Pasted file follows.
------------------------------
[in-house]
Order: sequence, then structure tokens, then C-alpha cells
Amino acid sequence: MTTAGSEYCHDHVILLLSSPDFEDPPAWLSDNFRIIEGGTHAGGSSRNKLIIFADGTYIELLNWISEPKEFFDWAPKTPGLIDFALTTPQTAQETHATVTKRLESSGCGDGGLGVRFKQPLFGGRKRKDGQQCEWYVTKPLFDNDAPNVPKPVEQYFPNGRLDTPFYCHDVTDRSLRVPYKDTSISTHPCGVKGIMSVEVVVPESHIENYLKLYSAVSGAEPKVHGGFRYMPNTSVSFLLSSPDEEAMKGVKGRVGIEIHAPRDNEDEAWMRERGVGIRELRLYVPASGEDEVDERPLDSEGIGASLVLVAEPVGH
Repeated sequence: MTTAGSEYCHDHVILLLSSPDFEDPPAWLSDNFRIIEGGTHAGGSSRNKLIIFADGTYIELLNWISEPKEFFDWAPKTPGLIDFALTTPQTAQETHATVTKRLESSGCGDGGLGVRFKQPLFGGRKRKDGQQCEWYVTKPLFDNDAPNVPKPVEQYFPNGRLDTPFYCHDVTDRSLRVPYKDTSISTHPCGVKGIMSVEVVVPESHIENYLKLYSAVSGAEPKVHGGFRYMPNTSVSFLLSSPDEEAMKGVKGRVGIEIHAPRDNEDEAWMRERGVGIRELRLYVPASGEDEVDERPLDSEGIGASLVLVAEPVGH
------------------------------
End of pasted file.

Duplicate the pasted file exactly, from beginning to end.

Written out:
[in-house]
Order: sequence, then structure tokens, then C-alpha cells
Amino acid sequence: MTTAGSEYCHDHVILLLSSPDFEDPPAWLSDNFRIIEGGTHAGGSSRNKLIIFADGTYIELLNWISEPKEFFDWAPKTPGLIDFALTTPQTAQETHATVTKRLESSGCGDGGLGVRFKQPLFGGRKRKDGQQCEWYVTKPLFDNDAPNVPKPVEQYFPNGRLDTPFYCHDVTDRSLRVPYKDTSISTHPCGVKGIMSVEVVVPESHIENYLKLYSAVSGAEPKVHGGFRYMPNTSVSFLLSSPDEEAMKGVKGRVGIEIHAPRDNEDEAWMRERGVGIRELRLYVPASGEDEVDERPLDSEGIGASLVLVAEPVGH
Repeated sequence: MTTAGSEYCHDHVILLLSSPDFEDPPAWLSDNFRIIEGGTHAGGSSRNKLIIFADGTYIELLNWISEPKEFFDWAPKTPGLIDFALTTPQTAQETHATVTKRLESSGCGDGGLGVRFKQPLFGGRKRKDGQQCEWYVTKPLFDNDAPNVPKPVEQYFPNGRLDTPFYCHDVTDRSLRVPYKDTSISTHPCGVKGIMSVEVVVPESHIENYLKLYSAVSGAEPKVHGGFRYMPNTSVSFLLSSPDEEAMKGVKGRVGIEIHAPRDNEDEAWMRERGVGIRELRLYVPASGEDEVDERPLDSEGIGASLVLVAEPVGH